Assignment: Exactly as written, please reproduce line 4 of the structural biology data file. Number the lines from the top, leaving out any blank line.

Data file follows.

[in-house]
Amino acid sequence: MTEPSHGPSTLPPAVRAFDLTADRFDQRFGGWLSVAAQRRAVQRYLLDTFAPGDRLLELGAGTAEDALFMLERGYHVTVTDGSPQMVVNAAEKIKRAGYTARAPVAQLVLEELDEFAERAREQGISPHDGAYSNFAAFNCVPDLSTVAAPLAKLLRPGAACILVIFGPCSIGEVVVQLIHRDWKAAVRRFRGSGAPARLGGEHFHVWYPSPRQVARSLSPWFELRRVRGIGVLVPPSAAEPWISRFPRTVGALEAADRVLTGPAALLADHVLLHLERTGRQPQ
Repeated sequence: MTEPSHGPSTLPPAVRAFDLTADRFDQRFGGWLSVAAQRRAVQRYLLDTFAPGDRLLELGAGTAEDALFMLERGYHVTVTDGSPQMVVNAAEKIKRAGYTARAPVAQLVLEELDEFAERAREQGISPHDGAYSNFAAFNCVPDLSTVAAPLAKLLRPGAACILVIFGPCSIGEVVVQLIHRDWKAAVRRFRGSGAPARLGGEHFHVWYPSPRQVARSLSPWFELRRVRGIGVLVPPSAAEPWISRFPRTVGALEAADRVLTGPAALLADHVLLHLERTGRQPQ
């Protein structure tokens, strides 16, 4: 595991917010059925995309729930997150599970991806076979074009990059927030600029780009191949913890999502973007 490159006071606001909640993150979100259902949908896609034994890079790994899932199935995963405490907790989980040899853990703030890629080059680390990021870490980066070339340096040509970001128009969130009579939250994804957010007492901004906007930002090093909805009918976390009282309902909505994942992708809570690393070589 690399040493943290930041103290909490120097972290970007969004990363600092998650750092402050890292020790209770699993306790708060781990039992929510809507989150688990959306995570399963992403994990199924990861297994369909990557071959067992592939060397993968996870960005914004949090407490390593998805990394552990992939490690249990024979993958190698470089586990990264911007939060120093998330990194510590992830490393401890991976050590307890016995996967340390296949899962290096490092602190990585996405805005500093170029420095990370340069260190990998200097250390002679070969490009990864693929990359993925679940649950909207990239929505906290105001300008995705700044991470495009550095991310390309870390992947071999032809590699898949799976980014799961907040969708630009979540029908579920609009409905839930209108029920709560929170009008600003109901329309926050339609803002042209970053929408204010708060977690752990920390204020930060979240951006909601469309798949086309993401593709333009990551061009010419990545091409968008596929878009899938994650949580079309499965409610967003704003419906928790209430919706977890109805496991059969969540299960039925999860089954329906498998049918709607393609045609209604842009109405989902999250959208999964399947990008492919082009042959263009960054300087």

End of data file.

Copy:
């Protein structure tokens, strides 16, 4: 595991917010059925995309729930997150599970991806076979074009990059927030600029780009191949913890999502973007 490159006071606001909640993150979100259902949908896609034994890079790994899932199935995963405490907790989980040899853990703030890629080059680390990021870490980066070339340096040509970001128009969130009579939250994804957010007492901004906007930002090093909805009918976390009282309902909505994942992708809570690393070589 690399040493943290930041103290909490120097972290970007969004990363600092998650750092402050890292020790209770699993306790708060781990039992929510809507989150688990959306995570399963992403994990199924990861297994369909990557071959067992592939060397993968996870960005914004949090407490390593998805990394552990992939490690249990024979993958190698470089586990990264911007939060120093998330990194510590992830490393401890991976050590307890016995996967340390296949899962290096490092602190990585996405805005500093170029420095990370340069260190990998200097250390002679070969490009990864693929990359993925679940649950909207990239929505906290105001300008995705700044991470495009550095991310390309870390992947071999032809590699898949799976980014799961907040969708630009979540029908579920609009409905839930209108029920709560929170009008600003109901329309926050339609803002042209970053929408204010708060977690752990920390204020930060979240951006909601469309798949086309993401593709333009990551061009010419990545091409968008596929878009899938994650949580079309499965409610967003704003419906928790209430919706977890109805496991059969969540299960039925999860089954329906498998049918709607393609045609209604842009109405989902999250959208999964399947990008492919082009042959263009960054300087």